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This map of the city of Stavanger in Norway is for the use of English-speaking tourists. The key at the bottom of the map is in...Read More >>This map of the city of Stavanger in Norway is for the use of English-speaking tourists. The key at the bottom of the map is in English. The cartographers have left out information that would not be useful to a tourist, but have included landmarks, hotels and car parks. To help with navigation, the map is orientated to the north, there is a scale bar, and streets and major physical features are labelled. A numbered and lettered grid helps the user to locate points of interest. A map is a representation of space that allows us to see the relationship between places, objects or themes. The space shown on a map may be on the Earth’s surface, beneath its surface or oceans, in outer space—or entirely imaginary. Most maps are two-dimensional (folded sheets and atlases), but some are three-dimensional (globes and models) or digital (on satnavs or websites). We think of modern maps as being accurate, but in fact all maps contain inaccuracies and omissions, most of them deliberate. Map-makers, called cartographers, carefully choose what information to include and what to leave out of a map, depending on the map’s intended use and theme. In pictorial maps, often created for tourists, pictures of landmarks, neither accurate nor to scale, nevertheless allow the user to recognize them quickly—which is the intention of the map. 



Hiking map showing the Metacornet Monadnock Trail in New England, USA. The route is clearly marked in red, while interesting...Read More >>Hiking map showing the Metacornet Monadnock Trail in New England, USA. The route is clearly marked in red, while interesting features along the way are shown in green. A scale bar gives the walker a clear indication of distance, and therefore a rough idea of the time it will take to walk the trail.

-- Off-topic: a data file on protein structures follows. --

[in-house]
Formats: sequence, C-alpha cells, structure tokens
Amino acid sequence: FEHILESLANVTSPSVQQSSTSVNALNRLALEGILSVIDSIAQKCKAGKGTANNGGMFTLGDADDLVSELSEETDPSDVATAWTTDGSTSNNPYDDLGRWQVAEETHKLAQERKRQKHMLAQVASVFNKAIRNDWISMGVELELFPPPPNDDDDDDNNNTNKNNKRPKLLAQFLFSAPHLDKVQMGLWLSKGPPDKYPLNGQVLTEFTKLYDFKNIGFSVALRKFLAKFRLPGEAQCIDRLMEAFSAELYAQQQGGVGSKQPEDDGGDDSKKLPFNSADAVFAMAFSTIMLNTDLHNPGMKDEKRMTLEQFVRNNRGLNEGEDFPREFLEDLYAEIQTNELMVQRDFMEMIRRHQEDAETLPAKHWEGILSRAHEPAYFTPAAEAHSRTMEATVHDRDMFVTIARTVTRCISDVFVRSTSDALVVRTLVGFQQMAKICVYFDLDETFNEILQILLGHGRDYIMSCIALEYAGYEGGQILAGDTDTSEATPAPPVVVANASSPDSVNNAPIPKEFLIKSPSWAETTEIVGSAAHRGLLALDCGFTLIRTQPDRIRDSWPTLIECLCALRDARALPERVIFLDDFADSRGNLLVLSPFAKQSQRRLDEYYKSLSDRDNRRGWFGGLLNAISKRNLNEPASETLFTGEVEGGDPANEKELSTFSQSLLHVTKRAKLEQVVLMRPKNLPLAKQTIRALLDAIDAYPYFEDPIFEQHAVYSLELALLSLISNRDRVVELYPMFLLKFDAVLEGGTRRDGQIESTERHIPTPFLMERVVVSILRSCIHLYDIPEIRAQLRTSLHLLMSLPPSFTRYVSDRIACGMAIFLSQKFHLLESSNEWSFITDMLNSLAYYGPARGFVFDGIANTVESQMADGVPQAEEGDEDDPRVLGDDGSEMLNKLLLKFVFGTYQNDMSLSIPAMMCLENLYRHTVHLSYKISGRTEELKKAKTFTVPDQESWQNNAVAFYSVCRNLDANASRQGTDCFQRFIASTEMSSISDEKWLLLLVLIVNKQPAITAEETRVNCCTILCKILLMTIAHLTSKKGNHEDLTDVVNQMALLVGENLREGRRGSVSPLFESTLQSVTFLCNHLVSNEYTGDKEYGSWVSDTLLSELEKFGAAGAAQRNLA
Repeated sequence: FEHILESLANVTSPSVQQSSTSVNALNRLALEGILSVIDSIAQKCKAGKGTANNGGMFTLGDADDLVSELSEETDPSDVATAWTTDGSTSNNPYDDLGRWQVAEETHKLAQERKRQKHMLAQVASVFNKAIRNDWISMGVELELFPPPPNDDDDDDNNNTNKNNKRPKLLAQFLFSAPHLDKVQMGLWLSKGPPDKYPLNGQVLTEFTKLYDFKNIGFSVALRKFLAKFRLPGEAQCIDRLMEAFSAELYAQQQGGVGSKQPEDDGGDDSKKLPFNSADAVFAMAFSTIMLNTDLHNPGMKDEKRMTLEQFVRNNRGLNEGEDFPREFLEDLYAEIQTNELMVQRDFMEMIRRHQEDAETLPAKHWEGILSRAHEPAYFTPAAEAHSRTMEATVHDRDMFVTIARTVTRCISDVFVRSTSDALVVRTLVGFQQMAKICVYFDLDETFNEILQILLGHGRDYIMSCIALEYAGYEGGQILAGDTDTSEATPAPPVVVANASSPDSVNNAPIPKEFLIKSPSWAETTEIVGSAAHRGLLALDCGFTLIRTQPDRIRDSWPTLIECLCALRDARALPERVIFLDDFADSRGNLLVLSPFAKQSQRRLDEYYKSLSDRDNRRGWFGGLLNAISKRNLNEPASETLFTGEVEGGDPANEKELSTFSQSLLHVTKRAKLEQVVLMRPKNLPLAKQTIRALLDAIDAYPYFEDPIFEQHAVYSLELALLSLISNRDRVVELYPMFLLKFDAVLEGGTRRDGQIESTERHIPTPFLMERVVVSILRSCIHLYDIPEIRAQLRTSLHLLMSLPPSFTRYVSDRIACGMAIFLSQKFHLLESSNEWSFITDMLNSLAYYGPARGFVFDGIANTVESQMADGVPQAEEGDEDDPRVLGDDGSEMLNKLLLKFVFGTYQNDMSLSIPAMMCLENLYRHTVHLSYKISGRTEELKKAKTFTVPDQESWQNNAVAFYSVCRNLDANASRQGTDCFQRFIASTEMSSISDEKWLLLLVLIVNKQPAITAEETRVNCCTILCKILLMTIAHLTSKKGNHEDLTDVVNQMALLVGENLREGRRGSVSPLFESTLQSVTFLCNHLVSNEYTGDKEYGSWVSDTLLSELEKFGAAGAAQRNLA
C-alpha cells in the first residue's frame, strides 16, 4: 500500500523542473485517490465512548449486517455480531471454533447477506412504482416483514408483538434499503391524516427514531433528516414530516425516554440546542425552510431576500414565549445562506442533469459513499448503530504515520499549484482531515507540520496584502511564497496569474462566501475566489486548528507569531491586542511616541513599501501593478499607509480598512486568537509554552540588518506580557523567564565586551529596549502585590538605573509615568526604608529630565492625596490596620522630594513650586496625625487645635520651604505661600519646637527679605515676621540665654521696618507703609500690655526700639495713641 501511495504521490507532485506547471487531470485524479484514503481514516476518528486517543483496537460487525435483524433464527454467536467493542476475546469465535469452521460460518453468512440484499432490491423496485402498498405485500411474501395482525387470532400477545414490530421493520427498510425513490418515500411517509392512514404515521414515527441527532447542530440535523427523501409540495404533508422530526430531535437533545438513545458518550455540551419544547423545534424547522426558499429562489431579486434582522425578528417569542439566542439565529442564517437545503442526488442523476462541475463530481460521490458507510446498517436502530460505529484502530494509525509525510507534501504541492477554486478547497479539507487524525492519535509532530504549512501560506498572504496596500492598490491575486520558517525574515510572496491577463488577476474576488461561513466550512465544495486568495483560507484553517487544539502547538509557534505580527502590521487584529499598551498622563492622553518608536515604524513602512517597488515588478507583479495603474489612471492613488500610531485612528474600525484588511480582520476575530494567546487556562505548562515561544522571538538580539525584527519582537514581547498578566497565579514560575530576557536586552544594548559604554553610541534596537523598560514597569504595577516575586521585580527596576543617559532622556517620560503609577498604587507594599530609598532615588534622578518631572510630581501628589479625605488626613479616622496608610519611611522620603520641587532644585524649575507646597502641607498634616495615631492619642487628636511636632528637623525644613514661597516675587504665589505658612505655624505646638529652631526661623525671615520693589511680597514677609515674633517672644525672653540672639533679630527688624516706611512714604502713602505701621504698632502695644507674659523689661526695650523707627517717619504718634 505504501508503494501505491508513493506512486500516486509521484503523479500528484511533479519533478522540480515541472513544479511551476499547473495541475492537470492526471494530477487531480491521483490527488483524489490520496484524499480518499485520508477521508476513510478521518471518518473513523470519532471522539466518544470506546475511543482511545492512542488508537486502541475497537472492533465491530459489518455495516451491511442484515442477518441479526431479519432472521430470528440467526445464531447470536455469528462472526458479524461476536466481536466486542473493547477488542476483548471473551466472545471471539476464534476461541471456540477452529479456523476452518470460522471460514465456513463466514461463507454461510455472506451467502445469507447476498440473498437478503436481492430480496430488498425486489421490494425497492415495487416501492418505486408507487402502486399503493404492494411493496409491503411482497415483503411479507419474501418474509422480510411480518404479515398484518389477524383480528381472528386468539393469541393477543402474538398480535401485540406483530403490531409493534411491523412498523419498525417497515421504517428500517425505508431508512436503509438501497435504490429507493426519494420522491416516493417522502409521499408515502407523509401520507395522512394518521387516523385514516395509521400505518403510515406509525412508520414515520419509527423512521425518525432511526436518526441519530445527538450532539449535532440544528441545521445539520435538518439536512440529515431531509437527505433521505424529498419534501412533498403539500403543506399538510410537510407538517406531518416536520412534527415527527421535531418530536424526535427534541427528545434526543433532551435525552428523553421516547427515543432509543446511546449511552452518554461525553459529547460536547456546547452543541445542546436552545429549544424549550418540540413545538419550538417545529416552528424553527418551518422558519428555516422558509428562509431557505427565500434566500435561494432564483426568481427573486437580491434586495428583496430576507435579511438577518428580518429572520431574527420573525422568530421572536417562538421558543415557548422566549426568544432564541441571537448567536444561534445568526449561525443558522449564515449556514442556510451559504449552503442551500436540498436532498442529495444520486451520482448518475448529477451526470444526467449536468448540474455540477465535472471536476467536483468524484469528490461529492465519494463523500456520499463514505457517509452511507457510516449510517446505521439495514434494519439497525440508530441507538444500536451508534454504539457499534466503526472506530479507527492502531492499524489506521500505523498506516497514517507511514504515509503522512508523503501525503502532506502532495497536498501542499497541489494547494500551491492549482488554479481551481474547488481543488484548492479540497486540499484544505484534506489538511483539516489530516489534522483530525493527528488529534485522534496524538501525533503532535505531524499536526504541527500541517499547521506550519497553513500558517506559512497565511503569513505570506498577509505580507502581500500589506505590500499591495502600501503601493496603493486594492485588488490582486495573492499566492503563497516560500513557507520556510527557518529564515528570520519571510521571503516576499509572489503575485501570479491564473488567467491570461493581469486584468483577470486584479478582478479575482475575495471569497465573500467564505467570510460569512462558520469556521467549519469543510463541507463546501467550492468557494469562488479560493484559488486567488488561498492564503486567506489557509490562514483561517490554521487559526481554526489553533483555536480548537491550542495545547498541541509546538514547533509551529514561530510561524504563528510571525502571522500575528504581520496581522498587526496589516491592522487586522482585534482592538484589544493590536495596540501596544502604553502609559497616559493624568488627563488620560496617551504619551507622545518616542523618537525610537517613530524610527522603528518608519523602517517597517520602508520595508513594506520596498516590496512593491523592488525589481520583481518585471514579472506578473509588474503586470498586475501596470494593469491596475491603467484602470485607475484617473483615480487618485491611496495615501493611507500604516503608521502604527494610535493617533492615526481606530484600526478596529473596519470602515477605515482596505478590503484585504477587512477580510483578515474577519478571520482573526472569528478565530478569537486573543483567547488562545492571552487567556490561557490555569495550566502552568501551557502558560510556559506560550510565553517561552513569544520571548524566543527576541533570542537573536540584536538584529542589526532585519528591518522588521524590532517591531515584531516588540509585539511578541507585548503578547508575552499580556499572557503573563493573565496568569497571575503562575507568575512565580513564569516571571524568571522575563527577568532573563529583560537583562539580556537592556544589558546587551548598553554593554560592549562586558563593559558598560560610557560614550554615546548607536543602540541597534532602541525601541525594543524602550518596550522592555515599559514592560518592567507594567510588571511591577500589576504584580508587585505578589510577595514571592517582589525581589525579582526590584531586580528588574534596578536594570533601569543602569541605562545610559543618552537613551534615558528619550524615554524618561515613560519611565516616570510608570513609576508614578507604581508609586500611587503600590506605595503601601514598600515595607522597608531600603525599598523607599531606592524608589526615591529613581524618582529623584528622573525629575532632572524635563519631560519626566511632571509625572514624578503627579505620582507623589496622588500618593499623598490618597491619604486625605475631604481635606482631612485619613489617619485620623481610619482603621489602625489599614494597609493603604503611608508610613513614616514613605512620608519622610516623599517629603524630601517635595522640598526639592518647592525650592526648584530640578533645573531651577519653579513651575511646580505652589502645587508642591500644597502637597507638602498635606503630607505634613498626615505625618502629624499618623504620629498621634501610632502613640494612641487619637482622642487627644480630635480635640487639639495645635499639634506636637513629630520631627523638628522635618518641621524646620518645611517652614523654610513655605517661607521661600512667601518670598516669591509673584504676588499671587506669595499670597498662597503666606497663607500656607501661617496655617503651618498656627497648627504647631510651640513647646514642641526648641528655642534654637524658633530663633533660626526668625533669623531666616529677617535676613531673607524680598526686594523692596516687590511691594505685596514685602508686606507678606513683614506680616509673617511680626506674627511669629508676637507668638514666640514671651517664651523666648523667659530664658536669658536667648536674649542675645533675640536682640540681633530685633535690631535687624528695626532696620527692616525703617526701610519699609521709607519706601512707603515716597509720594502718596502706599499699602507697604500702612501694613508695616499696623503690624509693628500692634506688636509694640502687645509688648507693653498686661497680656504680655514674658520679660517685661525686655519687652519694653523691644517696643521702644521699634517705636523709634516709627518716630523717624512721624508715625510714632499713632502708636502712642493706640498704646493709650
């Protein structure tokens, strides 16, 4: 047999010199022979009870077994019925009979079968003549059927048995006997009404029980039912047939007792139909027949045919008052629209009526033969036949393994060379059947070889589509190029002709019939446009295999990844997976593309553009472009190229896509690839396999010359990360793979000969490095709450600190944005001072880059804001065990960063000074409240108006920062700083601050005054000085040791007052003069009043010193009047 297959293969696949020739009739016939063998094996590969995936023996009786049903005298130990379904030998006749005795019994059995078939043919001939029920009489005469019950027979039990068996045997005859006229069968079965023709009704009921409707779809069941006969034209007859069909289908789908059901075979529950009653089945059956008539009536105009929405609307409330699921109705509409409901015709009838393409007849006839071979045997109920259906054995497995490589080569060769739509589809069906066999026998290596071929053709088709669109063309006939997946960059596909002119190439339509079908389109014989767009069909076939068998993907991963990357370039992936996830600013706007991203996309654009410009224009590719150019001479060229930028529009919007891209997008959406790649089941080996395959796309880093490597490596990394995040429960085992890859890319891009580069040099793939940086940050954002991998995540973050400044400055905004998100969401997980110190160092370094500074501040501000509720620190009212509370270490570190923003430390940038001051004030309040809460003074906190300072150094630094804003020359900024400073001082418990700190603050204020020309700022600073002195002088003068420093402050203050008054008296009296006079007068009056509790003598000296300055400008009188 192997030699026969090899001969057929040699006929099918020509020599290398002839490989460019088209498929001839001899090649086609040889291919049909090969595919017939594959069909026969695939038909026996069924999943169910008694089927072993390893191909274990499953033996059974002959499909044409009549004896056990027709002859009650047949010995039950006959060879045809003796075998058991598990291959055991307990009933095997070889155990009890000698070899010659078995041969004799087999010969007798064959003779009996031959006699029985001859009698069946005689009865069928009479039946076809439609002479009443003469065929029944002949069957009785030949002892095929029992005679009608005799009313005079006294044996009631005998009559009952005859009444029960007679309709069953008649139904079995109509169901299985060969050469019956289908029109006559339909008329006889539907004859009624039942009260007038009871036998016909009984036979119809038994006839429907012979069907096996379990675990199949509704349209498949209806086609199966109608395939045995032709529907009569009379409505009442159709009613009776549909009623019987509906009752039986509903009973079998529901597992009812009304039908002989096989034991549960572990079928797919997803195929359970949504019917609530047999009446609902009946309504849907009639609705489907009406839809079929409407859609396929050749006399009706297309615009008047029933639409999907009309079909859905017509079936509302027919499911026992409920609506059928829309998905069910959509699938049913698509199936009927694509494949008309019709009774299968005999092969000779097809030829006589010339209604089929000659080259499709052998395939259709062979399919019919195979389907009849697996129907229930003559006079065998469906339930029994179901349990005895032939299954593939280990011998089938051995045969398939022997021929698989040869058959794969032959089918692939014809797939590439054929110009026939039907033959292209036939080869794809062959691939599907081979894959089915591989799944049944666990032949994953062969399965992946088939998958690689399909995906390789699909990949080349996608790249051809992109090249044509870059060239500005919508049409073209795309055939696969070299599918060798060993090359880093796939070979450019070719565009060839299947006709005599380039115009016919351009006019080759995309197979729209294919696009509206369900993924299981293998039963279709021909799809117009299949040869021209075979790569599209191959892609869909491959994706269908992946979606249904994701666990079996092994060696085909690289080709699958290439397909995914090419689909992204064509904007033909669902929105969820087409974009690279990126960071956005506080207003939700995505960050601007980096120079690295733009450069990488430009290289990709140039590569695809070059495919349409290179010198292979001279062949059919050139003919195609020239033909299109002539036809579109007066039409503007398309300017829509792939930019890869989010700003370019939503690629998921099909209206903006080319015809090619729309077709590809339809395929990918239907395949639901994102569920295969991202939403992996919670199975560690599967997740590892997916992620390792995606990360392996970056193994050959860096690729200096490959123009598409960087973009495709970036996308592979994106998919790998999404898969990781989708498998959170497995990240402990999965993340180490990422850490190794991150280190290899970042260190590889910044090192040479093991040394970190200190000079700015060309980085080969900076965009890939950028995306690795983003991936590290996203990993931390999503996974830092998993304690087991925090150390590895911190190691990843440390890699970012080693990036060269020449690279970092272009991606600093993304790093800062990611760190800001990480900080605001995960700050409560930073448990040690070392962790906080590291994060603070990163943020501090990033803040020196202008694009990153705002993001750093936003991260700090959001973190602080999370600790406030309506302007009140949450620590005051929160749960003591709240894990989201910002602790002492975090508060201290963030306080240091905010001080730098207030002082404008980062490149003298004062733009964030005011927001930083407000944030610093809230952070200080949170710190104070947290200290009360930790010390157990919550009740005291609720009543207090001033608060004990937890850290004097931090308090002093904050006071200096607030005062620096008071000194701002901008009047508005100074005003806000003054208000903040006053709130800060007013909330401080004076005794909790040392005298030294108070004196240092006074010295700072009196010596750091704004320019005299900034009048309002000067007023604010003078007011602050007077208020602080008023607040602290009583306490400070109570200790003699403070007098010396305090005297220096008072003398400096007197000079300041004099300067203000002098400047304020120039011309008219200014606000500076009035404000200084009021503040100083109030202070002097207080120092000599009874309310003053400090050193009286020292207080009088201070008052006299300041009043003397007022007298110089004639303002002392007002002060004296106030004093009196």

Types of maps

Among the most commonly used maps are transport maps, which help the user to navigate. Transport maps include: road, bicycle, hiking and train or bus route maps, and nautical and aeronautical charts for navigation at sea or in the air respectively. Details helpful to the user, such as road types, tolls and petrol stations for a car driver, are included, while other, unnecessary details are left out. Many city maps, for use with a range of modes of transport, offer wide-ranging information about streets, building types and public transport. Plans of buildings, such as museums, allow the visitor to navigate a small area.

Some cartographers deliberately draw mistakes—such as “trap streets” that do not exist—to catch out people who copy their work. The famous London A–Z Street Atlas contains around 100 trap streets.

WHERE DO THE
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